Jesus Begins on an Angular Note

I’m thinking about the Beatitudes of Jesus, those “blessed are…” statements.” What are they about? What’s the point? What’s their rhetorical impact at the very beginning of this sermon? Why begin with some “in” and “out” statements?  What did they sound like in a Jewish context? I draw here from my Sermon on the Mount.

Beginning his greatest sermon ever with a list of the good guys implies (and the parallel at Luke 6:20-26 makes it explicit) a corresponding list of bad guys. Matthew will provide for us in Matthew 23’s “woe” sayings an alternative list of bad guys. Not only that, Jesus finds all the “wrong” people on God’s side and all the “right” people against God.  Those who first heard this list of the truly blessed by God immediately began to wonder about themselves by asking “Am I in or out?” The Beatitudes are a radical manifesto of a kingdom way of life because Jesus sees reveals who is in and who is not.  

Two mutations of Israel’s Story occur in the Beatitudes: first, Jesus joins the prophetic voices, like Isaiah, who contended that not all of Israel is on God’s side and that the remnant or the faithful are the true Israel.  Jesus redefines who the remnant are. Second, Jesus stands here at least as more than a prophet. Jesus is the Lord and Jesus pronounces who is on God’s side. The natural response to Jesus’ list of the blessed is to ask “Who does this man think he is?!”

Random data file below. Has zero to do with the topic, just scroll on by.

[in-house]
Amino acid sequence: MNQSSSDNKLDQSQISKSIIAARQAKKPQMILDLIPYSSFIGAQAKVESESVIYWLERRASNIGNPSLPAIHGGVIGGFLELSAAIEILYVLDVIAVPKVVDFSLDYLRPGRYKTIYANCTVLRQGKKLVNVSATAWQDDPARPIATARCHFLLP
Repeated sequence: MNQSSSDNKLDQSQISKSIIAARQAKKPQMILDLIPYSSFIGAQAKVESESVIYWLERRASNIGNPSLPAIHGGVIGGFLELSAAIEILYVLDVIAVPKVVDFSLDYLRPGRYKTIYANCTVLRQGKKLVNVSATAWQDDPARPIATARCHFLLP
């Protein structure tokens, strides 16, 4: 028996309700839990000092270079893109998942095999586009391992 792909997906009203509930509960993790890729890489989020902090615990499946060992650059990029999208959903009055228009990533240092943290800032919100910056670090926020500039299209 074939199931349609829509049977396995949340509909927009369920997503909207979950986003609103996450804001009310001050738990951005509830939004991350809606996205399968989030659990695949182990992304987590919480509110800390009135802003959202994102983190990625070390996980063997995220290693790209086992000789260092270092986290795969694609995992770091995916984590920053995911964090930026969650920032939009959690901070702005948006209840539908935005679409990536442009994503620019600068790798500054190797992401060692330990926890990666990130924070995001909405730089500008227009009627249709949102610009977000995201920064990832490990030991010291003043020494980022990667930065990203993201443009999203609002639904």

Listings like this at the time of Jesus had two basic orientations: one list rolled out the names of the saints, usually describing their behaviors, while another list focused on the characteristics of those who were observant of Torah and approved by God. For the first, I mention the list of noble ancestors in the Old Testament apocryphal book, Sirach 44, and then later in the New Testament we find a similar listing of saints at Hebrews 11. The other way of categorizing people, by characteristics of piety, can be found in later rabbinic texts, like Mishnah Avot 5:12:

A.        There are four types of disciples:
B.        (1) quick to grasp, quick to forget-he loses what he gains
C.        (2) slow to grasp, slow to forget-what he loses he gains;
D.        (3) quick to grasp, slow to forget—a sage;
E.        (4) slow to grasp, quick to forget—a bad lot indeed.

Jesus’ list diverges from both of these lists and blesses the most unlikely of people. Instead of congratulating the Torah observant or the rigorously faithful or the heroic, he blesses the marginalized who stick with God through injustice.

Beginning with this list shapes the entire Sermon because it jolts us all into listening more attentively. We ask, “If these are the people who are in, what does that mean for me? If this is how the in-group lives, how should I live?” Jesus does not stand foursquare with the tradition of listing the saints and he doesn’t stand alongside the rabbis who saw humans through Torah observance. Instead, Jesus approached morals through the lens of people who were (actually) living out the kingdom vision. The beatitudes then are a radical revisioning of the people of God. As Warren Carter frames it: “In the beatitudes, Jesus has the disciples imagine a different world, a different identity for themselves, a different set of practices, a different relationship to the status quo. Why imagine? Not because it is impossible. Not because it is escapist. Not because it is fantasy. But because it begins to counter patterns imbibed from the culture of the imperial world.”

 

About Scot McKnight

Scot McKnight is a recognized authority on the New Testament, early Christianity, and the historical Jesus. McKnight, author of more than fifty books, is the Professor of New Testament at Northern Seminary in Lombard, IL.


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